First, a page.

Seed Stage Entrepreneurs Hiring Consultants to Raise Money

Just this week I’ve encountered two separate consultants that help seed stage entrepreneurs raise money. Of course, I’m very suspect when someone tells me they help entrepreneurs with little-to-no revenue raise money from investors. In each case I asked if they were a broker-dealer that gets a placement fee and they said ‘no’, it’s an hourly rate or project fee to consult.

Preparing a longish pitchbook (e.g. a business plan) with comprehensive financial models requires a tremendous amount of imagination for a startup with a couple paying customers. Financial models can be built to paint any desired picture, especially when there’s almost no historical data to draw from. As an investor, I’d prefer to see the entrepreneurs spend the $25,000 validating the market or signing 10 more customers, instead of hiring a fundraising consultant. Intellectually, I understand that an entrepreneur who’s struggled raising money would resort to getting help from someone that promises them a successful outcome.

While a fundraising consultant isn’t a good use of money for a seed stage entrepreneur, here are a few things that are worth investing in:

  • Investor Deck – Find someone who’s great at storytelling, build a slidedeck, and then hire a graphic designer to make it professional looking (~$500)
  • Financial Model – Grab a free financial model online (e.g. here’s a great financial model for SaaS startups) and pay a CPA for two hours of their time to help understand it (~$300)
  • Executive Summary – Write a simple two-page executive summary with all the pertinent sections and have a friend proof-read it ($50 to buy them a nice meal in exchange for their help)

So, for under $1,000, an entrepreneur has all the tools necessary to pitch investors and speak intelligently about their startup’s potential. This doesn’t guarantee raising money but it does increase the chances of success.

What else? What are some other thoughts on fundraising consultants for seed stage startups?

5 thoughts on “Seed Stage Entrepreneurs Hiring Consultants to Raise Money

  1. I don’t think it is a bad idea if their are an outsourced CFO and can help best capture the business and vision in an easy to digest format, and if they have a successful track record of doing so. We used TechCFO, outsourced CFO service, to help us in the early stages and it was very helpful in getting the process formalized and kick started. Ultimately their work helped secure investment from banks, credit lines, investors and ultimately was a great starting block to build an early stage relationship with a strong finance and business person that lead us through growth, funding, acquisition and integration work with the parent company. We used Rick Lynch from TechCFO and it was an impressive experience. We couldn’t have done it without his expertise in navigating a very fast moving industry and finances.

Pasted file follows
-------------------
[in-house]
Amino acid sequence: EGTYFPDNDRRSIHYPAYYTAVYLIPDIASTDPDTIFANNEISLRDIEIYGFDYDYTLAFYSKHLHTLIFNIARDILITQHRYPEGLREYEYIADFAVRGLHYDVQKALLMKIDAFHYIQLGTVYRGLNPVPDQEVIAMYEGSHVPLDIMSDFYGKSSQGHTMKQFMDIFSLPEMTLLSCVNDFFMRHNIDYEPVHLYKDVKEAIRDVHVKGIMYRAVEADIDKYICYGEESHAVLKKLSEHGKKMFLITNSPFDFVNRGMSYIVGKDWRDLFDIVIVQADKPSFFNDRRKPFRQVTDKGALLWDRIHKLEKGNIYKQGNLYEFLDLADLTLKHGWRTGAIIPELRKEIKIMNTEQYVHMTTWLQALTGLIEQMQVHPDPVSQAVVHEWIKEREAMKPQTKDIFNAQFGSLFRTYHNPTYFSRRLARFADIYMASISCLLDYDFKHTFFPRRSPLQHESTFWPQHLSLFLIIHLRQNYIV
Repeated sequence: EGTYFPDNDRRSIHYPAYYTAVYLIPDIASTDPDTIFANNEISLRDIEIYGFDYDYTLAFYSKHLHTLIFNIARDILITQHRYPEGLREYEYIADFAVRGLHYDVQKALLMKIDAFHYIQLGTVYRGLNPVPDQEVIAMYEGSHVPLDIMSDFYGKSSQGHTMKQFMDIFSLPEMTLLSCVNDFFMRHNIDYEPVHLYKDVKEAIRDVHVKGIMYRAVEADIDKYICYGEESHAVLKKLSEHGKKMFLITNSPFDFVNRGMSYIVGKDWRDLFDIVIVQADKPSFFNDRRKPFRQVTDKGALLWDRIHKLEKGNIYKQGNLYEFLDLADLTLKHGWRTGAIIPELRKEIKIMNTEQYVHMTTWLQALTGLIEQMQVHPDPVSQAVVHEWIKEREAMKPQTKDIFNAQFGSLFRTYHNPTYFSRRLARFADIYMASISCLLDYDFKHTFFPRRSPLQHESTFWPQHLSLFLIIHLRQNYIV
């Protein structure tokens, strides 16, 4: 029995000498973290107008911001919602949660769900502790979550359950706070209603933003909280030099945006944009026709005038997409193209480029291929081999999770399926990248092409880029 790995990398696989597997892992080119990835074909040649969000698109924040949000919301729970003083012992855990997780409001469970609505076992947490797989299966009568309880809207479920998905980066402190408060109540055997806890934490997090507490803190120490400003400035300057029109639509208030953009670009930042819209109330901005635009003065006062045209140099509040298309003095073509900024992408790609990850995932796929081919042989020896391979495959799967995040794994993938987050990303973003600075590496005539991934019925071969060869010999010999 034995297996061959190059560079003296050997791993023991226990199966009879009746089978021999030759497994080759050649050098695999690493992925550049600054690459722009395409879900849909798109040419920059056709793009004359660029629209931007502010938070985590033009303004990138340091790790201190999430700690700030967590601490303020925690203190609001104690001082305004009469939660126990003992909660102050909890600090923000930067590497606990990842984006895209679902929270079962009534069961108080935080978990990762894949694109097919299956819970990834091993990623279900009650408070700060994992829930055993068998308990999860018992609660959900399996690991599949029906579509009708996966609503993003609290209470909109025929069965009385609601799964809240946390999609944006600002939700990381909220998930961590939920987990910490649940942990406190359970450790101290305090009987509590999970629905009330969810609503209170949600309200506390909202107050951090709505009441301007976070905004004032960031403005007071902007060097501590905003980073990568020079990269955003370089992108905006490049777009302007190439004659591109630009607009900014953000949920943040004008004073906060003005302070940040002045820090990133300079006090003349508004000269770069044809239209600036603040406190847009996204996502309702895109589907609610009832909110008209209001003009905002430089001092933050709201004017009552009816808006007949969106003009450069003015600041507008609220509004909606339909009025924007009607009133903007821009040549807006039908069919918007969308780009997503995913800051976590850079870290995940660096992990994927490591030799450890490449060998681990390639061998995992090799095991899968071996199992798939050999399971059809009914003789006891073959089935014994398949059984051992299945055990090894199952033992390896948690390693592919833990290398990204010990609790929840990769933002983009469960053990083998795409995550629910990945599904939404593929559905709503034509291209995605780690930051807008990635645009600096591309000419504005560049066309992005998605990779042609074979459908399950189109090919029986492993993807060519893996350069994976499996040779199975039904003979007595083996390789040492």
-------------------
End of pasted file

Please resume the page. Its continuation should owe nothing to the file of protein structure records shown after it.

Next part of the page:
2. To me, the story and the pitch are vitally important. Too often there’s a forest/tree issue for founders or they’re just not talented in telling a compelling story (at least at the start). I would recommend not just someone to “polish” the deck and make it look professional, but someone who can help you clear up the details that you tend to focus on that are just not that important. This is a more expensive process (e.g ~$5,000) but one that pays incredible dividends down the road. We often credit Mary Frances Jones of TwoWay Dialogue with our early success in fundraising. And, this is not a paid endorsement. 🙂

  3. I’ve had some of my friends use consultants to raise money. It’s not because they don’t know how to put together a pitch deck or create a business mode; it’s because they don’t have the network to meet with accredited or angel investors. Rather than spend weeks or months trying to get an investor’s attention, they felt that it was easier and cheaper to pay someone. Most of these consultants are just getting a finder’s fee for making an introduction. While giving a consultant anywhere from 3-10% of the funds raised is a lot, the opinion is that it’s better than their company not getting to the next level because of a lack of funding.

    While many entrepreneurs blame investors for making things difficult, I recently became an investor and it’s difficult to accommodate every entrepreneur that wants to meet. Therefore, I only meet with referrals from my network since they act as a gatekeeper for me.

    My friends have had successful raises with their consultants but I’ve also heard horror stories. As with all things, should do your due diligence and work with people with a successful track record. Those that are successful know what their investors are looking for and are willing to work with on a success-basis only.

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